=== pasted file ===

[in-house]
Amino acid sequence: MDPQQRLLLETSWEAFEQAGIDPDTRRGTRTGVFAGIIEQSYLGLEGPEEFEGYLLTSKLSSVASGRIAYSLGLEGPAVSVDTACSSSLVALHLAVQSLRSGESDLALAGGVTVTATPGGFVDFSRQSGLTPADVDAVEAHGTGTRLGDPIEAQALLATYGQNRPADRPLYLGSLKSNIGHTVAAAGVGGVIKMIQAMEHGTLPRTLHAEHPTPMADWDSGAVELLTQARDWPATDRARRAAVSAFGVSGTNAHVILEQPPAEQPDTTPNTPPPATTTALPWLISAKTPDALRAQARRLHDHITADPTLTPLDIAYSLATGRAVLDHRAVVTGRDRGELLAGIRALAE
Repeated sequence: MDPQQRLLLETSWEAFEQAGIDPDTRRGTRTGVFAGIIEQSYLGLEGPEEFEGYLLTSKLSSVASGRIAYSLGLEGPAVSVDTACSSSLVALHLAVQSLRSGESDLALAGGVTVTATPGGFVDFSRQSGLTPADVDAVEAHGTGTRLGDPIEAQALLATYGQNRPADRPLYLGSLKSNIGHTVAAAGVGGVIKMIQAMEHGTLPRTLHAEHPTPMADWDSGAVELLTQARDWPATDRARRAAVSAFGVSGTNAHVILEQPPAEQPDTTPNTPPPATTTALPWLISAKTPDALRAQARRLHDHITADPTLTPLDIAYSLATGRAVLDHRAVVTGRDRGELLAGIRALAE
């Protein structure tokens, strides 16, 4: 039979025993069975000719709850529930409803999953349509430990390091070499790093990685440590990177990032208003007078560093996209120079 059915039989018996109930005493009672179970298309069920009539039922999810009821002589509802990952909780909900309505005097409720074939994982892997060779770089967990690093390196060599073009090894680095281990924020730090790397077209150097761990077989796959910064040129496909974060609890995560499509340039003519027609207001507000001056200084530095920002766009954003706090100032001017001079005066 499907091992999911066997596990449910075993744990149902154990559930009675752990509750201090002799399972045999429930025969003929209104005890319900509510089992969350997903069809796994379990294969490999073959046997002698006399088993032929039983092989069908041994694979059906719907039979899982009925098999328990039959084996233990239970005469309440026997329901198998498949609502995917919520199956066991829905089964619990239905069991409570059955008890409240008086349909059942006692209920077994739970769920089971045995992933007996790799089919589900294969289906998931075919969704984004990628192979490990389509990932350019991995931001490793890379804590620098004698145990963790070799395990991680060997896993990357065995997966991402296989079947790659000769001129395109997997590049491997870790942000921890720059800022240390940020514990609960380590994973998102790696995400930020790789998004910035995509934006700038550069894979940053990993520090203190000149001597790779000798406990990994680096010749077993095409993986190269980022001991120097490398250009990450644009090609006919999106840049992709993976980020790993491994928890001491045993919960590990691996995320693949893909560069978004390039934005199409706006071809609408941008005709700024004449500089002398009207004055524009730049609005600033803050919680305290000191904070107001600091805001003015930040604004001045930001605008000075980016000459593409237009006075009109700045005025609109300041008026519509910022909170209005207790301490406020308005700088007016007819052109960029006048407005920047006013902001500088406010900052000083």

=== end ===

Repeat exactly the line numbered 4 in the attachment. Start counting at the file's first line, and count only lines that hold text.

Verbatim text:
């Protein structure tokens, strides 16, 4: 039979025993069975000719709850529930409803999953349509430990390091070499790093990685440590990177990032208003007078560093996209120079 059915039989018996109930005493009672179970298309069920009539039922999810009821002589509802990952909780909900309505005097409720074939994982892997060779770089967990690093390196060599073009090894680095281990924020730090790397077209150097761990077989796959910064040129496909974060609890995560499509340039003519027609207001507000001056200084530095920002766009954003706090100032001017001079005066 499907091992999911066997596990449910075993744990149902154990559930009675752990509750201090002799399972045999429930025969003929209104005890319900509510089992969350997903069809796994379990294969490999073959046997002698006399088993032929039983092989069908041994694979059906719907039979899982009925098999328990039959084996233990239970005469309440026997329901198998498949609502995917919520199956066991829905089964619990239905069991409570059955008890409240008086349909059942006692209920077994739970769920089971045995992933007996790799089919589900294969289906998931075919969704984004990628192979490990389509990932350019991995931001490793890379804590620098004698145990963790070799395990991680060997896993990357065995997966991402296989079947790659000769001129395109997997590049491997870790942000921890720059800022240390940020514990609960380590994973998102790696995400930020790789998004910035995509934006700038550069894979940053990993520090203190000149001597790779000798406990990994680096010749077993095409993986190269980022001991120097490398250009990450644009090609006919999106840049992709993976980020790993491994928890001491045993919960590990691996995320693949893909560069978004390039934005199409706006071809609408941008005709700024004449500089002398009207004055524009730049609005600033803050919680305290000191904070107001600091805001003015930040604004001045930001605008000075980016000459593409237009006075009109700045005025609109300041008026519509910022909170209005207790301490406020308005700088007016007819052109960029006048407005920047006013902001500088406010900052000083």